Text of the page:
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South Salt Lake Journal

Upcoming hearing is last time for public input on City’s General Plan

Jul 27, 2021 11:34AM ● By Bill Hardesty

Economic development, such as the South City development, is a key part of the General Plan for SSL. (Courtesy of SSL)

By Bill Hardesty | [email protected]

Starting in December 2020, SSL started to revise its General Plan. The effort is coming to an end with a public hearing in front of the South Salt Lake City Council scheduled for Aug. 11. Adoption could happen in that meeting or later.

The public hearing is the last time residents will have an opportunity to advise the City Council and City staff on the future vision of South Salt City.

“South Salt Lake is committed to making the plan magnify the voices of the community. If we are to truly build the kind of community that the residents of SSLC want to live in, we need to know what they want. We have spent the past several months listening to the residents and other stakeholders in the community, and the draft plan is the result of those conversations,” Julie Taylor, public relations coordinator with SSL, said.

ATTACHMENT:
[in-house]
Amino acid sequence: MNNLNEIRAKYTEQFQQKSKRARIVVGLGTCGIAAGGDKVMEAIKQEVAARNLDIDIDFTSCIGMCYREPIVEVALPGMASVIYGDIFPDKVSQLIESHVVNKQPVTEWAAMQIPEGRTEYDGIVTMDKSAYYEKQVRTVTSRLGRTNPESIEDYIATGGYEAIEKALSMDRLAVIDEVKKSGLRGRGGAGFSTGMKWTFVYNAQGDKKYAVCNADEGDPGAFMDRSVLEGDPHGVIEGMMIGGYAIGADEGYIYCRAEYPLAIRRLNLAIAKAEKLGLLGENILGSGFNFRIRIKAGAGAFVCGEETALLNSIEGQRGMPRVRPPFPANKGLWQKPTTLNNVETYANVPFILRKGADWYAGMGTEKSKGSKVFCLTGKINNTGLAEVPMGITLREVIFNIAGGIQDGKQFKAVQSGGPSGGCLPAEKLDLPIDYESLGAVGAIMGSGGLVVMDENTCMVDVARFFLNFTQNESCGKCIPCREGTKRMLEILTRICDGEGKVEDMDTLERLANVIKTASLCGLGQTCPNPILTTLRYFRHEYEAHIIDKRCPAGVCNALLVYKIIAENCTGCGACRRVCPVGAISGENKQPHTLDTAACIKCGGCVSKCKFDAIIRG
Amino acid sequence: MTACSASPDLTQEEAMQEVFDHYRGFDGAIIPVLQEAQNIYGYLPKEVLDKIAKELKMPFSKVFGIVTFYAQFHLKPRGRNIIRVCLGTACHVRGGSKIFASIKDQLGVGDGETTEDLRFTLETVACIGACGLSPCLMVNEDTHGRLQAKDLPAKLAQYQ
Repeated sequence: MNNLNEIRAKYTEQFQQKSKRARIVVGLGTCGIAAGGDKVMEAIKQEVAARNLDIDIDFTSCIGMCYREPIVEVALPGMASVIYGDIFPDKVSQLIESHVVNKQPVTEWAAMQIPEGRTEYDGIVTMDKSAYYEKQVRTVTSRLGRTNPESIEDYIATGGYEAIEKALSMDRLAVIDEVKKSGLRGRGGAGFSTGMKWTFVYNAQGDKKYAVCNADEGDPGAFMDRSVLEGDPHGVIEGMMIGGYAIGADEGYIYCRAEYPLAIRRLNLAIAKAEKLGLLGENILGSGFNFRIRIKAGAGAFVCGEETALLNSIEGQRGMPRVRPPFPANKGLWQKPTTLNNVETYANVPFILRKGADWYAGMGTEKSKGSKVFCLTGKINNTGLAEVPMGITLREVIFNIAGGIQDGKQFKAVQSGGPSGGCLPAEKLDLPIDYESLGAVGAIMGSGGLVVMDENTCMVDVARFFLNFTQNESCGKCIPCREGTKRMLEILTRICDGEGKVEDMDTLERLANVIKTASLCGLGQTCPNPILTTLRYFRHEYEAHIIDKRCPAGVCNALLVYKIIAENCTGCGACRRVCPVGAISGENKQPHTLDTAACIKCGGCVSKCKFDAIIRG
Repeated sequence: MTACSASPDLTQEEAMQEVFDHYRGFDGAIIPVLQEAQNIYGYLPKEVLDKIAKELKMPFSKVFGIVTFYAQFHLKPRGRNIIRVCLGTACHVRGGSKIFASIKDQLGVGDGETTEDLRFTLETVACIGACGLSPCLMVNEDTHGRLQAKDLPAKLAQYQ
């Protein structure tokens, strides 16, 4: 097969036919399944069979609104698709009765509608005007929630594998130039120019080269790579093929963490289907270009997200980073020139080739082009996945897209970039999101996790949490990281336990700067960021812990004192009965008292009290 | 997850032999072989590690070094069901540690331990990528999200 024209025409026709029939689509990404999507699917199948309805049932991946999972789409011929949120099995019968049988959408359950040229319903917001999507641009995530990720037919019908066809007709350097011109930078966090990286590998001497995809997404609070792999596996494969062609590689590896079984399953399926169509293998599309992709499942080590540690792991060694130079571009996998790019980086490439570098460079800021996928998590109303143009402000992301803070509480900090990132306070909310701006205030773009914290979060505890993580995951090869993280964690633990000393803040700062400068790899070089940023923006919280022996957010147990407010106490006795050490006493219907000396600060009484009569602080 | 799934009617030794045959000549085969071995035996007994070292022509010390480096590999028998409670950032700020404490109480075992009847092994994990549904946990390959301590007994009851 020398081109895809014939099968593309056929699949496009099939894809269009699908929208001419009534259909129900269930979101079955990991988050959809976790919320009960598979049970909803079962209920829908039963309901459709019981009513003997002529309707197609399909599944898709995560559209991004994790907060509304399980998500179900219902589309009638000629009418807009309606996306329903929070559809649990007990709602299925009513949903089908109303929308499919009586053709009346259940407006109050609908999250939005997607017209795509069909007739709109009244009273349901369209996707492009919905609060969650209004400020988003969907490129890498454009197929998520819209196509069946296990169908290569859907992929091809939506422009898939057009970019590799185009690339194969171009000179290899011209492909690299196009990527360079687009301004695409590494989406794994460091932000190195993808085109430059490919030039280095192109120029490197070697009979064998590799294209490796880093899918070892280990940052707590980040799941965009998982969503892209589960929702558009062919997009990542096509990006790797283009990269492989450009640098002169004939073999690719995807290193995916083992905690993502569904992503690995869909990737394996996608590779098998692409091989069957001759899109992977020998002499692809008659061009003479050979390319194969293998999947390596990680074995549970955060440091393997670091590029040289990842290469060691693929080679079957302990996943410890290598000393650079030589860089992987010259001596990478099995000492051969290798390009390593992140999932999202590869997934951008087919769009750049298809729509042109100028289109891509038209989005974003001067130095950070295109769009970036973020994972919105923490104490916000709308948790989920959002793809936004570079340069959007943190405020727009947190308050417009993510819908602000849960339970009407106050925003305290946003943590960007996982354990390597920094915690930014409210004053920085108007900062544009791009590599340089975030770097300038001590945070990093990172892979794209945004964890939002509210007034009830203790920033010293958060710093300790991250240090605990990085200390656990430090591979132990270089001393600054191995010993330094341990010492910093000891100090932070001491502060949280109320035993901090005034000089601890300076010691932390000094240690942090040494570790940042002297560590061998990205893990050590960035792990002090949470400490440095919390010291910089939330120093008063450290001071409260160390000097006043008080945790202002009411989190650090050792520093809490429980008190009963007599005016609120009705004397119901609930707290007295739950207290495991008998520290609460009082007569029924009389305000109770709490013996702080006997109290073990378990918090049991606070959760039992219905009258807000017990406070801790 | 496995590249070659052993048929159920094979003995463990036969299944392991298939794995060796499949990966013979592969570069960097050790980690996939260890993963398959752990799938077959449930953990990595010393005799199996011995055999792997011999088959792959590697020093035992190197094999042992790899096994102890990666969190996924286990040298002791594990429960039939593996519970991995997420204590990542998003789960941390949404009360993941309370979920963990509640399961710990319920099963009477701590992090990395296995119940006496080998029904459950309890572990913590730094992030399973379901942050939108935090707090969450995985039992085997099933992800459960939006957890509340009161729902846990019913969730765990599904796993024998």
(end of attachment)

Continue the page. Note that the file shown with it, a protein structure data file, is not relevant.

The state requires a General Plan for Land Use decisions, such as where high-density housing is developed or where a large box store is allowed. Over the years, the General Plan has expanded its application and its size. Although the current General Plan was 185 pages, this 2040 General Plan is expected to be larger.

“The General Plan is designed to guide the City when making Land Use specific

decisions. The community values that are discussed will be beneficial to all City

leaders as they make strategic and operational decisions for the City,” Taylor said. “The General Plan is the foundational document that the City uses to guide development decisions and patterns in the City for at least the next decade.”

The General Plan

Utah State Code 10-9a-401 requires all municipalities to have a General Plan. The code does not outline a timeline for revision. Because the General Plan looks out 20-40 years, the typical modification is every 10 years. The standard plan looks out 20 years.

“The General Plan is an advisory document to guide development within the city,” said Sean Lewis, deputy director of community development.

According to the code, the General Plan must include a moderate-income housing plan, transportation, land use, and economic development. In addition, the General Plan may consist of such topics as general welfare, civic activities, aesthetics, and recreational, educational and cultural activities.

A city may include plans for energy conversation, renewable energy, air quality, and historic preservation, and urban development.

The trick is to write the General Plan broad enough not to hamper the city but also clear enough to guide land use.